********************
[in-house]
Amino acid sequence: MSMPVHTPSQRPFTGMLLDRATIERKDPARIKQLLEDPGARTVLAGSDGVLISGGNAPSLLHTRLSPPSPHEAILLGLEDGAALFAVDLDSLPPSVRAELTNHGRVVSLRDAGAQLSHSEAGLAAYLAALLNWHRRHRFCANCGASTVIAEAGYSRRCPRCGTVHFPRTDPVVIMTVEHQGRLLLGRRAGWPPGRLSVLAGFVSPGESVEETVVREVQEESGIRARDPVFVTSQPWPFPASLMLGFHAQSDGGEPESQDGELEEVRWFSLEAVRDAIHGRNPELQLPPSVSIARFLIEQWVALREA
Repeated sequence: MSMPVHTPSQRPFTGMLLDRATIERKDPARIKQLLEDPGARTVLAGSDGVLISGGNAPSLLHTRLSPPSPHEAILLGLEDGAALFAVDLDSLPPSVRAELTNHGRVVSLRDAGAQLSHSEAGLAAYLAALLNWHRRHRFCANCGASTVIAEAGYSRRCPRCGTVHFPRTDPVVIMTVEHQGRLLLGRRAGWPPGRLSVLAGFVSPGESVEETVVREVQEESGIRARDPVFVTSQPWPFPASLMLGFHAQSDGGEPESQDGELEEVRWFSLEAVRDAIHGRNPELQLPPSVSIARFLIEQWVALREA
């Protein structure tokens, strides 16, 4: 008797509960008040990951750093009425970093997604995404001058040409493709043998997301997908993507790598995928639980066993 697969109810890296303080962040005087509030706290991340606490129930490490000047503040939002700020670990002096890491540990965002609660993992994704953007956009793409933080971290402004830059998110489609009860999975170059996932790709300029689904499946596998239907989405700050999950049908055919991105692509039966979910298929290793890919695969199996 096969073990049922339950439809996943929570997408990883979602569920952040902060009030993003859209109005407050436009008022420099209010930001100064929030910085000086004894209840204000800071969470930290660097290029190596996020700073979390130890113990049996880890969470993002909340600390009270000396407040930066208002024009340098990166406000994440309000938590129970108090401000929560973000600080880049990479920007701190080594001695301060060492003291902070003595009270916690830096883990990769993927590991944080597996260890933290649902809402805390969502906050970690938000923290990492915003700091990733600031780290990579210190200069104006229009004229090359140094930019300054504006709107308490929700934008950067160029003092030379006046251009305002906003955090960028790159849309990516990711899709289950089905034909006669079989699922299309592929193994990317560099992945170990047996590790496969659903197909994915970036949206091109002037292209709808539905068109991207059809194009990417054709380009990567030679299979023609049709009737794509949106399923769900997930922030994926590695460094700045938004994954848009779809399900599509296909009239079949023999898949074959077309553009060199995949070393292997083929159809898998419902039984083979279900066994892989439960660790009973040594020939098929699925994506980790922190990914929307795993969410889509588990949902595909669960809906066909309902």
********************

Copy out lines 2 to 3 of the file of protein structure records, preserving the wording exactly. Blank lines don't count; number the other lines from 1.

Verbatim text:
Amino acid sequence: MSMPVHTPSQRPFTGMLLDRATIERKDPARIKQLLEDPGARTVLAGSDGVLISGGNAPSLLHTRLSPPSPHEAILLGLEDGAALFAVDLDSLPPSVRAELTNHGRVVSLRDAGAQLSHSEAGLAAYLAALLNWHRRHRFCANCGASTVIAEAGYSRRCPRCGTVHFPRTDPVVIMTVEHQGRLLLGRRAGWPPGRLSVLAGFVSPGESVEETVVREVQEESGIRARDPVFVTSQPWPFPASLMLGFHAQSDGGEPESQDGELEEVRWFSLEAVRDAIHGRNPELQLPPSVSIARFLIEQWVALREA
Repeated sequence: MSMPVHTPSQRPFTGMLLDRATIERKDPARIKQLLEDPGARTVLAGSDGVLISGGNAPSLLHTRLSPPSPHEAILLGLEDGAALFAVDLDSLPPSVRAELTNHGRVVSLRDAGAQLSHSEAGLAAYLAALLNWHRRHRFCANCGASTVIAEAGYSRRCPRCGTVHFPRTDPVVIMTVEHQGRLLLGRRAGWPPGRLSVLAGFVSPGESVEETVVREVQEESGIRARDPVFVTSQPWPFPASLMLGFHAQSDGGEPESQDGELEEVRWFSLEAVRDAIHGRNPELQLPPSVSIARFLIEQWVALREA